Extrapolation of CRISM based spectral feature maps using CaSSIS four-band images with machine learning techniques
In: EGU General Assembly 2022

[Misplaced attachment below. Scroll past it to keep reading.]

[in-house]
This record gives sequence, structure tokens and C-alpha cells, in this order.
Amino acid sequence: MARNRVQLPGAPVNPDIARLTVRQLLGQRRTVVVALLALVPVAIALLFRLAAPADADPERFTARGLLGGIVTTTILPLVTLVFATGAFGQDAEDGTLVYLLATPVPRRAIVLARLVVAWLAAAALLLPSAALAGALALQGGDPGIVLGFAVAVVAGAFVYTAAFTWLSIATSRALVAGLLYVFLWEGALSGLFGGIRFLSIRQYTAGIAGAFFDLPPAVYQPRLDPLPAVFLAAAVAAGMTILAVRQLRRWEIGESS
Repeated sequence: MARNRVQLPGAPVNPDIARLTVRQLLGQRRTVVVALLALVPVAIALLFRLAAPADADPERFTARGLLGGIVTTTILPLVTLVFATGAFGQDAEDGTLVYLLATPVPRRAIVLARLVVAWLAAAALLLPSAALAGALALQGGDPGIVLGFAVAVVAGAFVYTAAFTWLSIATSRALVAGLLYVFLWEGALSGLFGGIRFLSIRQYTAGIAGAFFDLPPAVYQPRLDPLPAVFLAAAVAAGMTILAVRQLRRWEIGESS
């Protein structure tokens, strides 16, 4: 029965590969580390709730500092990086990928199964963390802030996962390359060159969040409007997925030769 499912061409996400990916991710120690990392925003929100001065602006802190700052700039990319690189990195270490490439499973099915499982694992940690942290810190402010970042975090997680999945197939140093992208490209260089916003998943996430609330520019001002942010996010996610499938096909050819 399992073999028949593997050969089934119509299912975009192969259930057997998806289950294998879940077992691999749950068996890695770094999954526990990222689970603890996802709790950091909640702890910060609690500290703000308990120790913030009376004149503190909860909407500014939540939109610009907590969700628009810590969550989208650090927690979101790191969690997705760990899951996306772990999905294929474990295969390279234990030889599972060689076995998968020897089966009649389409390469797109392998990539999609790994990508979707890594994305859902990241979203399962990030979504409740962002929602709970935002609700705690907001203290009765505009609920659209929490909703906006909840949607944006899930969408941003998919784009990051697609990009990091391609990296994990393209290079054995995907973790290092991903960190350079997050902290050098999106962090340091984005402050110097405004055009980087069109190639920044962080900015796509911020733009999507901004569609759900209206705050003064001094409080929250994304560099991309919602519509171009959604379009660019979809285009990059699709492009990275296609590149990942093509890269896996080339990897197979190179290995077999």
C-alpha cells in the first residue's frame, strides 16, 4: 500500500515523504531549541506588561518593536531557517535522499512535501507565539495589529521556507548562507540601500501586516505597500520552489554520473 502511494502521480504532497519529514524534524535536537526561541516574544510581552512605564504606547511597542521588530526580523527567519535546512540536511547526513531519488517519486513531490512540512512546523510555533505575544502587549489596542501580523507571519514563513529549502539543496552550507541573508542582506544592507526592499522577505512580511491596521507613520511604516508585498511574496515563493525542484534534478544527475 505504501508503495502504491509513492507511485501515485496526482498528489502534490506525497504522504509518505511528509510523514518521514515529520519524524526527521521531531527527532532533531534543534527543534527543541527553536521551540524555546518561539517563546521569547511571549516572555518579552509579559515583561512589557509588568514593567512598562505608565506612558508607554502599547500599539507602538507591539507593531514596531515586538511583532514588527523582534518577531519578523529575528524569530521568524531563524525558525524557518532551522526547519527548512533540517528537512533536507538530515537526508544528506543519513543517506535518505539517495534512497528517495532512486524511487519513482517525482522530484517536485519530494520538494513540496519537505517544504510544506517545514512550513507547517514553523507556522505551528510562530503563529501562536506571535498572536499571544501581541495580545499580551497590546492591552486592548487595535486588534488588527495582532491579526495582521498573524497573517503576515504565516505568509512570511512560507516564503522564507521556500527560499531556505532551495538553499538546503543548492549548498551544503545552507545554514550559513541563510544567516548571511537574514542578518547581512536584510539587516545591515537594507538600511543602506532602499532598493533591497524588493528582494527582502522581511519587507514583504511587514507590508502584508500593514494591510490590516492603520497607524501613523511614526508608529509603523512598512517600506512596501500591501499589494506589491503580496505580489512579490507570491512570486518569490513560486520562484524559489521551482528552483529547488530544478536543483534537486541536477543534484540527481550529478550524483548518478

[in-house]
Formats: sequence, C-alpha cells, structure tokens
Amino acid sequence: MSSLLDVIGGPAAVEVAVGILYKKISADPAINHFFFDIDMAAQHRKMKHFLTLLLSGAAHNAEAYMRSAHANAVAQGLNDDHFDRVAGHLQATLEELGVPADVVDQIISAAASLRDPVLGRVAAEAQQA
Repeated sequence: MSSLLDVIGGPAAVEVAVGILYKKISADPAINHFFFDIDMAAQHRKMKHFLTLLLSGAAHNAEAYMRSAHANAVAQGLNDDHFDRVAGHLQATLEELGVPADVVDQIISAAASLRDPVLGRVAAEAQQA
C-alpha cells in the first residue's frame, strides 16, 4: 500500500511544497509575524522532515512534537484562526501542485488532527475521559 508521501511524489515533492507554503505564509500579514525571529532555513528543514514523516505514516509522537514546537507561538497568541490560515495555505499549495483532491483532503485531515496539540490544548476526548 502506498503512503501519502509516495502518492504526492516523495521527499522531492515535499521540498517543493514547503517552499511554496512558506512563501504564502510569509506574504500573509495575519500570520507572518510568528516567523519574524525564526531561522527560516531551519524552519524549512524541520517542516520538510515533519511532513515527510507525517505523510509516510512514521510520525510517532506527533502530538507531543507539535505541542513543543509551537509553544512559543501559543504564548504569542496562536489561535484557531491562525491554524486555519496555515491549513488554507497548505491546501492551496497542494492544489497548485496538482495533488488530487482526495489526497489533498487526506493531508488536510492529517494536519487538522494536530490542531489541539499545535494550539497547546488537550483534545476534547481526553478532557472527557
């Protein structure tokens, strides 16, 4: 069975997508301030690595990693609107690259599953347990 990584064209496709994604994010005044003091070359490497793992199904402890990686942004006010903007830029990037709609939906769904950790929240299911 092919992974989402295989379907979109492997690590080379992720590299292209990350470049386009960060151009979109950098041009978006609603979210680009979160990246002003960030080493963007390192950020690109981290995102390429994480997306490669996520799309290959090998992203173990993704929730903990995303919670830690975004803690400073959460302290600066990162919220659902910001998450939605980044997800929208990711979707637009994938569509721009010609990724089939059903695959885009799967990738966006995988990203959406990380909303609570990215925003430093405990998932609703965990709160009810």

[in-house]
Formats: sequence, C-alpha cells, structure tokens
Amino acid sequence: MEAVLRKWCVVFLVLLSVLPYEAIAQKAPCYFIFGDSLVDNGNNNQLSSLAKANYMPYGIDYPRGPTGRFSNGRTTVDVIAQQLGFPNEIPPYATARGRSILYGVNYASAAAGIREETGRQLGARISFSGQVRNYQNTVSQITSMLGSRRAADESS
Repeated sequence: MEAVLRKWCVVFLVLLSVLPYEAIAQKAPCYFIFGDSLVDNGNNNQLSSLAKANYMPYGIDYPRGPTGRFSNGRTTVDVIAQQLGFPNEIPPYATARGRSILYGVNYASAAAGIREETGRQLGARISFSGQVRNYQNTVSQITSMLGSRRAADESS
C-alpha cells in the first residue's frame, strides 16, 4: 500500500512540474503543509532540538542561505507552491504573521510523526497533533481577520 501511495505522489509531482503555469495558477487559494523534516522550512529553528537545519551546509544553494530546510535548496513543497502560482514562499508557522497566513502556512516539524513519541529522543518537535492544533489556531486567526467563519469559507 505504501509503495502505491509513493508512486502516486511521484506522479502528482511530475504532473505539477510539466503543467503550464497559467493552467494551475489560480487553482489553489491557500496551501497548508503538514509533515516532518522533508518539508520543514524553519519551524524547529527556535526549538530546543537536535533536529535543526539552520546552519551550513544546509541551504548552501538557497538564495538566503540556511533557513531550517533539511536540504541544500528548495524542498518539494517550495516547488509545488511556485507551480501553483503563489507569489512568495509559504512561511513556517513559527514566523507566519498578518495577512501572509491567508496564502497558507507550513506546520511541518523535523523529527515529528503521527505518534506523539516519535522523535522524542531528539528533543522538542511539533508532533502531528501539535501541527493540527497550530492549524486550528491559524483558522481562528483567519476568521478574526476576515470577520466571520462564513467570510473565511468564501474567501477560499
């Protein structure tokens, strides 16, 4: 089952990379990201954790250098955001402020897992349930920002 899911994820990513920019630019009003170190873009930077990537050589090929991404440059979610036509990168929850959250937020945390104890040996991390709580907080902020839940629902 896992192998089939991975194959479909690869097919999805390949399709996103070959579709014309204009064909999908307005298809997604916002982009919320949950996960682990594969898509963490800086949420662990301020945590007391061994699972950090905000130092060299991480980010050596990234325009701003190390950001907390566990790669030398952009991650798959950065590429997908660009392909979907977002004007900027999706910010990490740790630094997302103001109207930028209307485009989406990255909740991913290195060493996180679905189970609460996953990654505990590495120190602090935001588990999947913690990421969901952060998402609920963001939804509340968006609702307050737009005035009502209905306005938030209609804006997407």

Spectroscopy provides important information on the surface composition of Mars. Spectral data can support studies such as the evaluation of potential (manned) landing sites as well as supporting determination of past surface processes. The CRISM instrument on NASA’s Mars Reconnaissance Orbiter is a high spectral resolution visible infrared mapping spectrometer currently in orbit around Mars. It records 2D spatially resolved spectra over a wavelength range of 362 nm to 3920 nm. At present data collected covers less than 2% of the planet. Lifetime issues with the cryo-coolers prevents limits further data acquisition in the infrared band. In order to extend areal coverage for spectroscopic analysis in regions of major importance to the history of liquid water on Mars (e.g. Valles Marineris, Noachis Terra), we investigate whether data from other instruments can be fused to extrapolate spectral features in CRISMto these non-spectral imaged areas. The present work will use data from the CaSSIS instrument which is a high spatial resolution colour and stereo imager onboard the European Space Agency’s ExoMars Trace Gas Orbiter (TGO). CaSSIS returns images at 4.5 m/px from the nominal 400 km altitude orbit in four colours. Its filters were selected to provide mineral diagnostics in the visible wavelength range (400 – 1100 nm). It has so far imaged around 2% of the planet with an estimated overlap of ≲0.01% of CRISM data. This study introduces a two-step pixel based reconstruction approach using CaSSIS four band images. In the first step advanced unsupervised techniques are applied on CRISM hyperspectral datacubes to reduce dimensionality and establish clusters of spectral features. Given that these clusters contain reasonable information about the surface composition, in a second step, it is feasible to map CaSSIS four band images to the spectral clusters by training a machine learning classifier (for the cluster labels) using only CaSSIS datasets. In this way the system can extrapolate spectral features to areas unmapped by CRISM. To assess the performance of this proposed methodology we analyzed actual and artificially generated CaSSIS images and benchmarked results against traditional correlation based methods. Qualitative and quantitative analyses indicate that by this novel procedure spectral features of in non-spectral imaged areas can be predicted to an extent that can be evaluated quantitatively, especially in highly feature-rich landscapes.